There's no proof of this construction using today's models and it seems unlikely that there will be one any time soon but we're not aware of any published break of this particular protocol.


There's a big gap between theory and practice in side-channel attacks and praticioners (like today's speaker) sometimes wonder if the theory bears much relation to their work at all.
We still don't have a satisfactory theoretical model that adequately reflects what goes on in practical attacks.

Tuesday, November 15, 2011

Study Group: Polly Cracker, Revisited

Today along came Polly and it was cracking! In other words, our study group for this week was dedicated to Polly Cracker, Revisited by Albrecht, Farshim, Faugère, and Perret. The paper will be presented at Asiacrypt 2011 (LNCS 7073) later this year.

Polly Cracker schemes use ideals of multivariate polynomial rings and they are based on the presumed hardness of computing good (Gröbner) bases for these ideals. The first schemes were introduced in the early nineties (just when I went to University) and there has been a steady amount of work on them, though they never really gained the widespread acceptance that for instance factoring, discrete log, or recently lattice based cryptosystem acquired.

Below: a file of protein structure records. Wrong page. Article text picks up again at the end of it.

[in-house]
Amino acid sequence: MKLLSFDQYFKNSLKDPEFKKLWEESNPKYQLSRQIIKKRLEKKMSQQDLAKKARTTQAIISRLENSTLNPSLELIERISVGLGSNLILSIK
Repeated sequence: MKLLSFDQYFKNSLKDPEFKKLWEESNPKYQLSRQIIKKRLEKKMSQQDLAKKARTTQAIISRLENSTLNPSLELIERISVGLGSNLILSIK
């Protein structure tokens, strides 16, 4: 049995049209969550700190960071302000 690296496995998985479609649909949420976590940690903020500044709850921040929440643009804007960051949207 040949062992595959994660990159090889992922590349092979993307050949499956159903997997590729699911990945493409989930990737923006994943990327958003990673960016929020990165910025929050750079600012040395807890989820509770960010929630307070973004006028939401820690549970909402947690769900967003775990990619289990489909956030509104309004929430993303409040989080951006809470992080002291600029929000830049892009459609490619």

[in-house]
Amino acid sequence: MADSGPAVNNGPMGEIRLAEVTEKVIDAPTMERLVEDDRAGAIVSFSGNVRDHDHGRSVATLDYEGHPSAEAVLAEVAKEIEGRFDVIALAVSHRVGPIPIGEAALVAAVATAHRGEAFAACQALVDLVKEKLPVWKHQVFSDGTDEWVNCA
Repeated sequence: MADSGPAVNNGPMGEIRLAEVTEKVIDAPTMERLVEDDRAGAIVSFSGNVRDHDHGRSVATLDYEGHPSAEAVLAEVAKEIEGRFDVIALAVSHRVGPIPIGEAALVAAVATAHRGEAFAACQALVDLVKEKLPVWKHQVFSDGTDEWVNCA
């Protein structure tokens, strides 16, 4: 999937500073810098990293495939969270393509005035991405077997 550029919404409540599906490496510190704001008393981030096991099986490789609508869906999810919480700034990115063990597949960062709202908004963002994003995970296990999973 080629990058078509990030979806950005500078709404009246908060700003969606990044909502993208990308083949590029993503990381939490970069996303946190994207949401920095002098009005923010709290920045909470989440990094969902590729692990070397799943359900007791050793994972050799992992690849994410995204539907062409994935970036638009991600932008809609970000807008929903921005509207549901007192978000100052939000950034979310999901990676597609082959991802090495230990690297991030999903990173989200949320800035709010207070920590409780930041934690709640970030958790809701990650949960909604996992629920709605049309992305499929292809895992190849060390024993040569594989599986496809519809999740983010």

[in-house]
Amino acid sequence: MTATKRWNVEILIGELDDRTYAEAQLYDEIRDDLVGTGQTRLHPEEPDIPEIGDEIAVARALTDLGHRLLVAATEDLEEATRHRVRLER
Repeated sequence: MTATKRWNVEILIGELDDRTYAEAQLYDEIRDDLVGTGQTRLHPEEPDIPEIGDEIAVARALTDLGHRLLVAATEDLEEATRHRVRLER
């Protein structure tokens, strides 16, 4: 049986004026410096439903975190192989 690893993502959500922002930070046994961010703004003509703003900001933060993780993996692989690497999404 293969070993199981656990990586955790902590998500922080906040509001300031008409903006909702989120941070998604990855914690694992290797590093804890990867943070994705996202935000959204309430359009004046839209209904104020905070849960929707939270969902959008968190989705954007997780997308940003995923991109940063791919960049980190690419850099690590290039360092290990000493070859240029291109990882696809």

We started our study group with a review of the relevant mathematics. David gave us an excellent turbo tutorial on rings, ideals, monomial orderings and finally Gröbner bases. It was a very useful reminder of the basics and inevitably I had to think back of times long gone by, when, as part of a coursework, I had to prove the Pythagorean theorem using Gröbner bases (definitely one of the geometrically least insightful ways of going about proving this theorem).

After this refresher, Jake took over to discuss the Polly Cracker, Revisited paper. The first part of the paper (and our discussion) deals with noiseless version of Polly Cracker. This can be considered the more classical problem. Three different hardness assumptions can be considered, all based on an adversary with access to an oracle returning randomly sampled elements in the ideal: in the first version (GB), the adversary has to reconstruct a Gröbner basis; in the second version (IR) the adversary needs to compute the remainder (modulo the ideal) of a random challenge (in the ring); and in the third version (IM) the adversary just needs to decide whether some challenge element is in the ideal or not. Of course, in the paper all the relevant probability distributions are worked out properly. While it is quite obvious that the ability to compute Gröbner basis suffices to solve the other two problems, the other direction is less straightforward and in fact, Albrecht et al. only provide a conditional implication. They also show how to create a symmetric encryption scheme that satisfies a bounded version of IND-CPA security (here the adversary has only a limited number of calls to its left-or-right and encryption oracles).